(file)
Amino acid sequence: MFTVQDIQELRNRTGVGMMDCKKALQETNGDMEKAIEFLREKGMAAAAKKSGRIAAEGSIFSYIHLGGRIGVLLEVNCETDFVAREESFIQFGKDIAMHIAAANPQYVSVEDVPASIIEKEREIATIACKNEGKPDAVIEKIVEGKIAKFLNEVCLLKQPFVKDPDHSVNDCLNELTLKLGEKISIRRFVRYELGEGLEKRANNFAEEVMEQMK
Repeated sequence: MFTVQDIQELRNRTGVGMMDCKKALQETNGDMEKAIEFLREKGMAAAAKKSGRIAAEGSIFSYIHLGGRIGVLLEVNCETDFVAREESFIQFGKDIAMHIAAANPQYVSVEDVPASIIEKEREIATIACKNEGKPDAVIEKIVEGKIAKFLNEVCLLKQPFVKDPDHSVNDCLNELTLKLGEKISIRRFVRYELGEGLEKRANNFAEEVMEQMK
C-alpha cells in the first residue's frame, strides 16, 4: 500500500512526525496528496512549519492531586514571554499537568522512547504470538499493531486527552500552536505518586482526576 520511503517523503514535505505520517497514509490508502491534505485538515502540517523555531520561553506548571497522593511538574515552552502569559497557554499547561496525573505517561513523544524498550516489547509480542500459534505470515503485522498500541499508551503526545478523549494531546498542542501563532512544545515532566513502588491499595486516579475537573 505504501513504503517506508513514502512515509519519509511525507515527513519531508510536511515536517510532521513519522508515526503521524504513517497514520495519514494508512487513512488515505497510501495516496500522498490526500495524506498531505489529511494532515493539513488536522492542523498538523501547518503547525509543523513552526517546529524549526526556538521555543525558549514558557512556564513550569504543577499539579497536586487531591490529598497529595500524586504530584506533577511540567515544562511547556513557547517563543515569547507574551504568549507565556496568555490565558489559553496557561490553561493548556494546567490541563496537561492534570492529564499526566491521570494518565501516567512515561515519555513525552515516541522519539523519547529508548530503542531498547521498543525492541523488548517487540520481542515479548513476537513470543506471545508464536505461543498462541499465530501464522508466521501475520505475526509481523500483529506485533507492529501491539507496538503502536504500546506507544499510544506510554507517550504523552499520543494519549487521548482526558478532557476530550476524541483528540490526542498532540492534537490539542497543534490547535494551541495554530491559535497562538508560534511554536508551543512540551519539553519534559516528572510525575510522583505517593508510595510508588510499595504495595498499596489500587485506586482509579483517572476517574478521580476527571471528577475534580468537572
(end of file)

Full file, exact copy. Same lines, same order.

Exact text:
Amino acid sequence: MFTVQDIQELRNRTGVGMMDCKKALQETNGDMEKAIEFLREKGMAAAAKKSGRIAAEGSIFSYIHLGGRIGVLLEVNCETDFVAREESFIQFGKDIAMHIAAANPQYVSVEDVPASIIEKEREIATIACKNEGKPDAVIEKIVEGKIAKFLNEVCLLKQPFVKDPDHSVNDCLNELTLKLGEKISIRRFVRYELGEGLEKRANNFAEEVMEQMK
Repeated sequence: MFTVQDIQELRNRTGVGMMDCKKALQETNGDMEKAIEFLREKGMAAAAKKSGRIAAEGSIFSYIHLGGRIGVLLEVNCETDFVAREESFIQFGKDIAMHIAAANPQYVSVEDVPASIIEKEREIATIACKNEGKPDAVIEKIVEGKIAKFLNEVCLLKQPFVKDPDHSVNDCLNELTLKLGEKISIRRFVRYELGEGLEKRANNFAEEVMEQMK
C-alpha cells in the first residue's frame, strides 16, 4: 500500500512526525496528496512549519492531586514571554499537568522512547504470538499493531486527552500552536505518586482526576 520511503517523503514535505505520517497514509490508502491534505485538515502540517523555531520561553506548571497522593511538574515552552502569559497557554499547561496525573505517561513523544524498550516489547509480542500459534505470515503485522498500541499508551503526545478523549494531546498542542501563532512544545515532566513502588491499595486516579475537573 505504501513504503517506508513514502512515509519519509511525507515527513519531508510536511515536517510532521513519522508515526503521524504513517497514520495519514494508512487513512488515505497510501495516496500522498490526500495524506498531505489529511494532515493539513488536522492542523498538523501547518503547525509543523513552526517546529524549526526556538521555543525558549514558557512556564513550569504543577499539579497536586487531591490529598497529595500524586504530584506533577511540567515544562511547556513557547517563543515569547507574551504568549507565556496568555490565558489559553496557561490553561493548556494546567490541563496537561492534570492529564499526566491521570494518565501516567512515561515519555513525552515516541522519539523519547529508548530503542531498547521498543525492541523488548517487540520481542515479548513476537513470543506471545508464536505461543498462541499465530501464522508466521501475520505475526509481523500483529506485533507492529501491539507496538503502536504500546506507544499510544506510554507517550504523552499520543494519549487521548482526558478532557476530550476524541483528540490526542498532540492534537490539542497543534490547535494551541495554530491559535497562538508560534511554536508551543512540551519539553519534559516528572510525575510522583505517593508510595510508588510499595504495595498499596489500587485506586482509579483517572476517574478521580476527571471528577475534580468537572